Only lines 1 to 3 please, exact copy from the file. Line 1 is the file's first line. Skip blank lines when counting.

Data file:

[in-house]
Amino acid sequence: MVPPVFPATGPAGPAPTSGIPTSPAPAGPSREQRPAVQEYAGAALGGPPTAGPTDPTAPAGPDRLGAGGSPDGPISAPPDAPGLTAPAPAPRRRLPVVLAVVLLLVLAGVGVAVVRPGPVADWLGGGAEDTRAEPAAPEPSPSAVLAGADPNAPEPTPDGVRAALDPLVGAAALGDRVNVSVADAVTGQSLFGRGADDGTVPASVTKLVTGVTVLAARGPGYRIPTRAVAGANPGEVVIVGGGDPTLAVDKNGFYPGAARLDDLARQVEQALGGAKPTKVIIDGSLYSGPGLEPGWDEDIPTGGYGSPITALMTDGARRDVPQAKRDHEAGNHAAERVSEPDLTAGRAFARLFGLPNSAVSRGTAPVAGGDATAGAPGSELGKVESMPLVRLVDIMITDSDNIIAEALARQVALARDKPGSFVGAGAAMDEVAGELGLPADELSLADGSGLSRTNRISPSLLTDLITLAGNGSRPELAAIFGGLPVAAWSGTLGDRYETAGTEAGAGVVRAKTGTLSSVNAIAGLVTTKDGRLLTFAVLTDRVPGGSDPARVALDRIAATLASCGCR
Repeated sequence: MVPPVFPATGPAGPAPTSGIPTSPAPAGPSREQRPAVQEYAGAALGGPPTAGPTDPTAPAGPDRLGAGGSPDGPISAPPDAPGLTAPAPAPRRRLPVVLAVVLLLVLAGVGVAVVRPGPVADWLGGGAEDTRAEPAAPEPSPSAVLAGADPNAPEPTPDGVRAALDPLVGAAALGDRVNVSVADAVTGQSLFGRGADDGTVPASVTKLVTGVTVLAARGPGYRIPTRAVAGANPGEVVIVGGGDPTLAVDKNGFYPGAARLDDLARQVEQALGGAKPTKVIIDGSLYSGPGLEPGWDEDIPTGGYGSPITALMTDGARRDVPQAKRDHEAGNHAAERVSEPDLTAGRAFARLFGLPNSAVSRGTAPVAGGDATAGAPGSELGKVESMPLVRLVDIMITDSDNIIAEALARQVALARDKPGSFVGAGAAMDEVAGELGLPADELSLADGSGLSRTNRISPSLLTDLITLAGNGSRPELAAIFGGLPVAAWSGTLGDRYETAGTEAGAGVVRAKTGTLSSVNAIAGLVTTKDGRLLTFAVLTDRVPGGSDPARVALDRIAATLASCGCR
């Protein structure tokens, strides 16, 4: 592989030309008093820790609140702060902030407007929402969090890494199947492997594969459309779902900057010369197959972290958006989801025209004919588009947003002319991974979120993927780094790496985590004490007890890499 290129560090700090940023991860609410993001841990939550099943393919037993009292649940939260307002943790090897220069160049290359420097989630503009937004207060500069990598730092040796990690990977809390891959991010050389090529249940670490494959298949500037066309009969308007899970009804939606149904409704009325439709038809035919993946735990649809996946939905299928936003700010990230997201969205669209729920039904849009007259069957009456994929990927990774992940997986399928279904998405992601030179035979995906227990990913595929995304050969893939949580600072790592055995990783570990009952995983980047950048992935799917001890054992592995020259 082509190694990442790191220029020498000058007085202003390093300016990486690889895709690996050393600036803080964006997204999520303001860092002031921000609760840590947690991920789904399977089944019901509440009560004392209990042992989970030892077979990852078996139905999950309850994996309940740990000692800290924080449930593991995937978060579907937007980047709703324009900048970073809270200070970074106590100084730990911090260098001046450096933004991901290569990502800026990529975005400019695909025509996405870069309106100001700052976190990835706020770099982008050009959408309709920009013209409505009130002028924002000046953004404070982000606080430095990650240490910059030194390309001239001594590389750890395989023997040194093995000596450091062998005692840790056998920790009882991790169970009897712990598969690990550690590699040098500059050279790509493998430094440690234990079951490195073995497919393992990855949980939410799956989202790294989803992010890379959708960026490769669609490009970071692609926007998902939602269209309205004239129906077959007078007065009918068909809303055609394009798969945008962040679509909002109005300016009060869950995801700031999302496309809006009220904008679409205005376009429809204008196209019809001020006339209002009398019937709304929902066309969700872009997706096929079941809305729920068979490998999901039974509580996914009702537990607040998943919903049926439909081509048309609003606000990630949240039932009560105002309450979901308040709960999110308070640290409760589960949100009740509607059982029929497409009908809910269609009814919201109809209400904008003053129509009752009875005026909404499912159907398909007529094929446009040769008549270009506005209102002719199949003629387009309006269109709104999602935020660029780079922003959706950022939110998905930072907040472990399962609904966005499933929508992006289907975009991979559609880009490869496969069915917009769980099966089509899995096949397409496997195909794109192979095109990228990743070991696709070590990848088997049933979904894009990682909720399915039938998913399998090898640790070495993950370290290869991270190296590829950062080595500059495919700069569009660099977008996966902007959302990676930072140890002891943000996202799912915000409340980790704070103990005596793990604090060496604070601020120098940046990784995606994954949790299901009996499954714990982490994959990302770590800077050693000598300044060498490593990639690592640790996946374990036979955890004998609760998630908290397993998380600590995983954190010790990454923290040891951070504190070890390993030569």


[in-house]
Amino acid sequence: MVPPVFPATGPAGPAPTSGIPTSPAPAGPSREQRPAVQEYAGAALGGPPTAGPTDPTAPAGPDRLGAGGSPDGPISAPPDAPGLTAPAPAPRRRLPVVLAVVLLLVLAGVGVAVVRPGPVADWLGGGAEDTRAEPAAPEPSPSAVLAGADPNAPEPTPDGVRAALDPLVGAAALGDRVNVSVADAVTGQSLFGRGADDGTVPASVTKLVTGVTVLAARGPGYRIPTRAVAGANPGEVVIVGGGDPTLAVDKNGFYPGAARLDDLARQVEQALGGAKPTKVIIDGSLYSGPGLEPGWDEDIPTGGYGSPITALMTDGARRDVPQAKRDHEAGNHAAERVSEPDLTAGRAFARLFGLPNSAVSRGTAPVAGGDATAGAPGSELGKVESMPLVRLVDIMITDSDNIIAEALARQVALARDKPGSFVGAGAAMDEVAGELGLPADELSLADGSGLSRTNRISPSLLTDLITLAGNGSRPELAAIFGGLPVAAWSGTLGDRYETAGTEAGAGVVRAKTGTLSSVNAIAGLVTTKDGRLLTFAVLTDRVPGGSDPARVALDRIAATLASCGCR
Repeated sequence: MVPPVFPATGPAGPAPTSGIPTSPAPAGPSREQRPAVQEYAGAALGGPPTAGPTDPTAPAGPDRLGAGGSPDGPISAPPDAPGLTAPAPAPRRRLPVVLAVVLLLVLAGVGVAVVRPGPVADWLGGGAEDTRAEPAAPEPSPSAVLAGADPNAPEPTPDGVRAALDPLVGAAALGDRVNVSVADAVTGQSLFGRGADDGTVPASVTKLVTGVTVLAARGPGYRIPTRAVAGANPGEVVIVGGGDPTLAVDKNGFYPGAARLDDLARQVEQALGGAKPTKVIIDGSLYSGPGLEPGWDEDIPTGGYGSPITALMTDGARRDVPQAKRDHEAGNHAAERVSEPDLTAGRAFARLFGLPNSAVSRGTAPVAGGDATAGAPGSELGKVESMPLVRLVDIMITDSDNIIAEALARQVALARDKPGSFVGAGAAMDEVAGELGLPADELSLADGSGLSRTNRISPSLLTDLITLAGNGSRPELAAIFGGLPVAAWSGTLGDRYETAGTEAGAGVVRAKTGTLSSVNAIAGLVTTKDGRLLTFAVLTDRVPGGSDPARVALDRIAATLASCGCR